60 Minutes with Anderson Cooper Set to Air Clotilda/Africatown Story Nov. 29

Africatown and the Clotilda story will be highlighted nationally on 60 Minutes, CBS New’s award-winning television news magazine show, with correspondent Anderson Cooper, who conducted interviews earlier this year.

Cooper and 60 Minutes’ producers and film crew arrived in Mobile February 2020 to learn more about the Clotilda and the story of those 110 Africans who were illegally shipped to America, 52 years after the US banned importing Africans as human cargo in the Trans-Atlantic slave trade. Their story is often told by their descendants., some of whom still live in the Clotilda Africans founded in 1866.

The 60 Minutes visit continues a long line of other news media — local, regional, statewide, national and international — who have visited this uniquely historic community during its 154 years. However, recent interest in Africatown skyrocketed after the Clotilda’s wreckage was discovered by local reporter Ben Raines in 2018, then later publicly verified in May 2019 by the Alabama Historical Commission and National Geographic that aided in the search.

Cooper and the CBS film crews came during the second annual Spirit of Our Ancestors Festival, which was founded by CHESS Community Engagement Officer Joycelyn Davis.

The Clotilda’s discovery in the Mobile River near Twelve Mile Island at long last verified the descendants’ stories told to them by their African ancestors, who were bought and sold on a bet that local plantation owner Timothy Meaher could get away with the scheme. He and his co-conspirators burned and sunk the ship to hide their crime, for which they were truly never held to account, considering that the act of piracy was punishable by death. The Meahers grew to be a prominent and influential Mobile family. Their descendants are still major landholders in Mobile, including Africatown.

Mike Foster with Cudjo Lewis Descendant Jo’el Lewis Billingsley.

One of the persons who will be featured in Cooper’s 60 Minutes interviews will be Mike Foster, a direct descendant of the Clotilda’s captain, William Foster. Mike Foster recently learned of his heritage and journeyed to Mobile, attending the Spirit of the Ancestors and connecting with his own history.

Debut Postponed as Black Lives Matter Movement Grew

Airing of Anderson Cooper’s Africatown interviews show had been delayed for months as protests erupted across the country and around the world over the killing of George Floyd and Breonna Taylor, as the entire country was grappling with the suffering that black bodies in white spaces in supposedly post-racial America.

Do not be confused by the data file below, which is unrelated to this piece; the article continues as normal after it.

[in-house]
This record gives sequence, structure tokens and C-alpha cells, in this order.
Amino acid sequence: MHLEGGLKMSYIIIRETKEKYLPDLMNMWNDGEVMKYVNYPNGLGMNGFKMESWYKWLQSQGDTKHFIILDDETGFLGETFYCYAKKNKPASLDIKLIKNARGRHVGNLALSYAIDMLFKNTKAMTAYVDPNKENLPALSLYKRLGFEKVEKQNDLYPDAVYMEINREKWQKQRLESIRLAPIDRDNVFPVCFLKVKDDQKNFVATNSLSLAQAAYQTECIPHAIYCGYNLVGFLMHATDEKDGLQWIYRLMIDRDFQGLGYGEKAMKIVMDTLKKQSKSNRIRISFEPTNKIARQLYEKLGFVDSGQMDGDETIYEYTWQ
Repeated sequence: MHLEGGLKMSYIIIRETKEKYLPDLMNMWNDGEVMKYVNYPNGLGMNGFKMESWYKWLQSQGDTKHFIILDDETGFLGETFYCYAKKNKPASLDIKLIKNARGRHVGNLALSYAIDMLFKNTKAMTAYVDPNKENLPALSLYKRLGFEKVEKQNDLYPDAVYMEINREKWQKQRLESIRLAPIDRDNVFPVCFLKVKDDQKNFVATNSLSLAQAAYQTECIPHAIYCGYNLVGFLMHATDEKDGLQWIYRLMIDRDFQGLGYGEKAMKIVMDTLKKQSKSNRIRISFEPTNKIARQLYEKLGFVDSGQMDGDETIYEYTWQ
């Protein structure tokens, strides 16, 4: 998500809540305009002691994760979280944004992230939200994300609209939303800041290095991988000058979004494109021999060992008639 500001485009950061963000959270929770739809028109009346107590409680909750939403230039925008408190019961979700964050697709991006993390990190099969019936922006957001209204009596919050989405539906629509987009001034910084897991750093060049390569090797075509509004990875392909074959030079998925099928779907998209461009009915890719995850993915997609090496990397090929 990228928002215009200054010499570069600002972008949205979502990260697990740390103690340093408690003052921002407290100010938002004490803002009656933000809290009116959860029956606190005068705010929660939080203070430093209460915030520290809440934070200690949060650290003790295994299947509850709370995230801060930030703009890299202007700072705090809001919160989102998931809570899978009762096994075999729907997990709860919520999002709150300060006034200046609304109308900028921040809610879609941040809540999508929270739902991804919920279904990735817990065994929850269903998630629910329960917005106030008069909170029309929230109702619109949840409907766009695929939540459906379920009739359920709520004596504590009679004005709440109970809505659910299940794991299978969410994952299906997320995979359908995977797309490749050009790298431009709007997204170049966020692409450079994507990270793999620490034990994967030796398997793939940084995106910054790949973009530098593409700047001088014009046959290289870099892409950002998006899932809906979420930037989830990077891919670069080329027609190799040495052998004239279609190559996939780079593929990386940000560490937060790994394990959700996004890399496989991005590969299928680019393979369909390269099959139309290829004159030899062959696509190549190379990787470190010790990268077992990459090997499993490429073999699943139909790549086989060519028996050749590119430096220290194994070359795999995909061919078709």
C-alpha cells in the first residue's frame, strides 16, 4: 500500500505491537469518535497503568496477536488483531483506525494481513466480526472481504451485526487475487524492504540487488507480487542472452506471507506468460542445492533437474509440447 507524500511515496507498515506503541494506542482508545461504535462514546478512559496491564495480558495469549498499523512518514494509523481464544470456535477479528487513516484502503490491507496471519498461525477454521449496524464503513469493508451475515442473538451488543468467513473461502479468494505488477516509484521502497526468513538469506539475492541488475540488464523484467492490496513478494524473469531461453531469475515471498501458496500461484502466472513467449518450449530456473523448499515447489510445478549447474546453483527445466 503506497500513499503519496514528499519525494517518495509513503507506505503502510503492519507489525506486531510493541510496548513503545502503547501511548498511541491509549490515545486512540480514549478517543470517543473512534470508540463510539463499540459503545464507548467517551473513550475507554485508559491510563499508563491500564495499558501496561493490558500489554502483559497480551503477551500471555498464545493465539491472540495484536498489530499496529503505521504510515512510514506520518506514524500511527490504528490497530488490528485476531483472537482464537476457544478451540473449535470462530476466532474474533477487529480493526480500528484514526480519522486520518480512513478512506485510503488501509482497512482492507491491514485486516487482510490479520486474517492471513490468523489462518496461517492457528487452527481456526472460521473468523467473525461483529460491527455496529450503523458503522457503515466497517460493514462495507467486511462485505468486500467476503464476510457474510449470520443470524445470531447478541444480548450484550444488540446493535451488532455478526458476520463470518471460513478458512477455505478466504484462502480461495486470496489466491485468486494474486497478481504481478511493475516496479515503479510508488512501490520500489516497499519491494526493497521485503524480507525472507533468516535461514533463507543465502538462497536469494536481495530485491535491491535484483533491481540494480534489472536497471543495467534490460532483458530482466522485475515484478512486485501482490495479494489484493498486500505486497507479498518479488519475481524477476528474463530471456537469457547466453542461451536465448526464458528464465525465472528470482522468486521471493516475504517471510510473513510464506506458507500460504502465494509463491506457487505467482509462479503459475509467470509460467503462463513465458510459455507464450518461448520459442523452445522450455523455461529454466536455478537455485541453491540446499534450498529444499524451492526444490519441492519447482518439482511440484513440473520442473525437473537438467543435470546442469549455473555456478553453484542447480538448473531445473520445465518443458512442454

Yet now, in the era of Black Lives Matter, the Clotilda Discovery opens up a new channel of discourse about painful racial rifts and the potential for healing the deep wounds of slavery and its lingering aftermath.

The discovery also opens up powerful new opportunities through tourism to spur Africatown’s revitalization, another long-term dream that the entire community and its supporters have worked to foster for decades. Now, they can tell the Clotilda/Africatown story on their own terms.

Cooper also interviewed Mobile Mayor Sandy Stimpson, whose administration is now tasked with handling the immense interest in the Clotilda story, which is intricately connected to a community that has suffered for decades with industrial encroachment, economic decline and blight.

Mobile Mayor Sandy Stimpson talks with Anderson Cooper about the Clotilda and Africatown for an interview set to debut Nov. 29, 2020 on CBS News’ 60 Minutes television magazine. (Photo from Mayor Stimpson’s Instagram account)

From the 60 Minutes website on the upcoming Sunday broadcast:

There have been festivals celebrating the history of the Africatown community, which boasted the first Black school in Mobile. But mostly gone are the Black-owned businesses that once formed its core. “We had a gas station. We had a grocery store, post office, all that was a booming area of black-owned business,” says Cassandra Wallace, who descended from Kossulu, a man enslaved aboard the Clotilda who was renamed Cudjoe Lewis. The history was instilled in Wallace, she says. “Very important… My dad sat us down and he would make us repeat Kossulu, Clotilda, Cudjoe Lewis,” she tells Cooper.

Much of the old town disappeared when an interstate highway was built through it. The surviving neighborhoods are shadowed by factories and chemical plants. The Clotilda descendants Cooper spoke to hope the discovery of the shipwreck will bring awareness and new hope for revitalization of the land their ancestors founded. Alabama plans to build a welcome center in Africatown and has promised $1 million for further excavation of the ship.

“We have to do something to make sure that the legacy of those people in that cargo hold never ever is forgotten,” says Patterson

Watch a promotional video and see more about the upcoming 60 Minutes broadcast featuring Anderson Cooper’s visit to Africatown:

“Descendants of enslaved Africans on last known slave ship to America hope to preserve ancestors’ memory”

The discovery of the wreck of the Clotilda, the last known ship to bring enslaved people to America, adds new drama to the only surviving American community founded by Africans.

See more details on the news magazine’s website, https://www.cbsnews.com/news/slave-ship-alabama-60-minutes-2020-11-25/

See pictures from Anderson Cooper’s visit in the gallery below and at the second annual Spirit of Our Ancestors Festival.

Leave a Reply

Your email address will not be published. Required fields are marked *

This site uses Akismet to reduce spam. Learn how your comment data is processed.